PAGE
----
those “senior moments” that seem to creep up on me more than I would
like.

However, the whole idea of catalogs and jewelry sales, or (in my
case) jewelry component sales, has gotten me thinking about whether I
should try to produce a catalog.

One thing I’ve found when purchasing stone beads is that it is
almost impossible to get exactly the same beads to replace items out
of stock. If I had a paper catalog with a picture of the first batch,
the second batch would probably not match. In the case of factory
produced, man-made items it is possible to get close to exact matches
from shipment to shipment. However, this is just not true of natural
materials. Thus, when items are displayed on the web, which is very
flexible and can be changed instantly, a new photo can be taken and
the inaccurate one be replaced. In a paper catalog, this cannot be
done. This is one of the reasons we don’t have a paper catalog (aside
from the cost of production.) Yet, people expect a paper catalog to
be available.

The down side of the paper catalog is that people think every item
should look exactly like what they receive. It’s a little like
thinking “if it is in print, then it must be true, precise, and
accurate.” While catalog merchants do put a great deal of effort
into their literature, there is just no way to get around the unique
nature of natural materials. In a way, this is a wonderful aspect of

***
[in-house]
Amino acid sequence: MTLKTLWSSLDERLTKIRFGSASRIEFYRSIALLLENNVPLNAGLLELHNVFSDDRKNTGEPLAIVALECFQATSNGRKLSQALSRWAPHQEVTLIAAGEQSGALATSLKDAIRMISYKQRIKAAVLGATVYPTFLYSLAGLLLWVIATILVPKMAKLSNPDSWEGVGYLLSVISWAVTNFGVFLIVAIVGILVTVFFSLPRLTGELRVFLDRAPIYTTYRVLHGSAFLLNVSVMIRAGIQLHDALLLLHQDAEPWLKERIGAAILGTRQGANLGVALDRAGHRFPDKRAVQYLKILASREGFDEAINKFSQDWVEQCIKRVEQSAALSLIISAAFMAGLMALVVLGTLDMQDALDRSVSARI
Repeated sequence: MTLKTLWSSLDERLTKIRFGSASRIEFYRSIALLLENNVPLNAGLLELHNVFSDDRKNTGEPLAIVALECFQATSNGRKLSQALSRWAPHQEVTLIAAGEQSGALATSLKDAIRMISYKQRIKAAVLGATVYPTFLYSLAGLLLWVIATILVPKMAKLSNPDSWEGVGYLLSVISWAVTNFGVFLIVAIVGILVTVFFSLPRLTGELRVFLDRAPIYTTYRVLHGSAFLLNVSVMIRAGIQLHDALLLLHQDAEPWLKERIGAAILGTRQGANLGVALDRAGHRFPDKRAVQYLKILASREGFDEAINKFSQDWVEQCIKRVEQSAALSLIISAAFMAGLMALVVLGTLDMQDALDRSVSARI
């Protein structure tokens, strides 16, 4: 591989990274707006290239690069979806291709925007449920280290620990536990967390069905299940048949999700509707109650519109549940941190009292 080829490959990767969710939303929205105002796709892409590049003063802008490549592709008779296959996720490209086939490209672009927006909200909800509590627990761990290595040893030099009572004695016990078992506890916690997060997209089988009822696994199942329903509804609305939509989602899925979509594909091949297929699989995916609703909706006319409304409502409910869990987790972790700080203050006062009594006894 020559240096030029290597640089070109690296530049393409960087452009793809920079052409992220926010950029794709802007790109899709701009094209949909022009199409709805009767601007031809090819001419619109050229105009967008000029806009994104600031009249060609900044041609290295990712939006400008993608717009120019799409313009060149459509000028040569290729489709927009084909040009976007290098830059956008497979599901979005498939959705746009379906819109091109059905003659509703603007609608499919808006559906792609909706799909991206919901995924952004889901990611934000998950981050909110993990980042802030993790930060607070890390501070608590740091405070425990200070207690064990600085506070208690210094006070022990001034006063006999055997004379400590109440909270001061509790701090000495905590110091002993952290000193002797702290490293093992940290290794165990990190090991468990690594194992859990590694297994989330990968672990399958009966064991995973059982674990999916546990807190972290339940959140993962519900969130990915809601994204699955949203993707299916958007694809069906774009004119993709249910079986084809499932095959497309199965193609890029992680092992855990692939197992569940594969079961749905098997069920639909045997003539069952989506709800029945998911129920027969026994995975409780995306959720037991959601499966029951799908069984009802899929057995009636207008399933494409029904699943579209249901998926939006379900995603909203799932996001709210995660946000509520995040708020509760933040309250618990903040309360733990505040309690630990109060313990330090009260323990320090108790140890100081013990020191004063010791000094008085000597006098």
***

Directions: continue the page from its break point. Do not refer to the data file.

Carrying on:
these materials, as a piece of jewelry can be a one-of-a-kind piece
just by virtue of using natural material.

Perfection is something to be strived for, not something one should
expect others to have already achieved.

Susan
Sun Country Gems
www.suncountrygems.com


#4
As an additional point - the CMYK color system has a larger
palette than the RGB system.  Some CMYK colors are out of the range
of the RGB system and can not be reproduced in the RGB color
system. 

Actually, the reverse is true. If you look at the colors palate in
Photoshop in CMYK you’ll see that many of the colors are indicated as
unprintable in the CMYK 4-color system. RGB is capable of millions of
colors, CMYK only thousands. A case in point is some pinks, which
can’t be rendered accurately in CMYK, but can in RGB. This from my
husband, the advertising art director who’s made a career of this
sort of thing.

Janet Kofoed


#5

Susan, expecting perfection and RGB vs. CMYK had nothing to do with
my warning about enhanced/altered gemstone photos. While I applaud
your diplomatic, if somewhat pedantic, defense of Fire Mountain, my
message was sent out as a friendly caveat; people can take the info
and choose to ignore it if they wish. I’m not the world’s greatest
authority on Photoshop; I only use it daily and have been in the
graphics/print-production biz for 25+ years. And I’ve gotten burned
by catalog/online merchants more times than I care to admit. It’s
naive to think that no one out there is ever deliberately deceptive.
But if one chooses to view the world through rose-tinted (overly
saturated) lenses, that’s their choice, and their money.

Alan


#6
This difference in the base colors creates a serious difference in
some color translations between media (screen to  paper.) This is
a simple fact of science, not something that can be blamed on the
producer or vendor of the product. 

Hello Susan,

There are several software fixes for this condition that will
provide full calibration of most modern imaging hardware. If your
original copy or product is not being reproduced with correct colour
rendition on your monitor and/or from your printer you need to
investigate calibration. Your configuration will determine how many
programmes you need to set up the monitor, camera, scanner and
printer, as some offerings such as the Kodak polychrome matchprint
only work with some setups.

http://www.digitalout.com/buyersguide/2002/category/calibration.html

H.T.H.
Tony.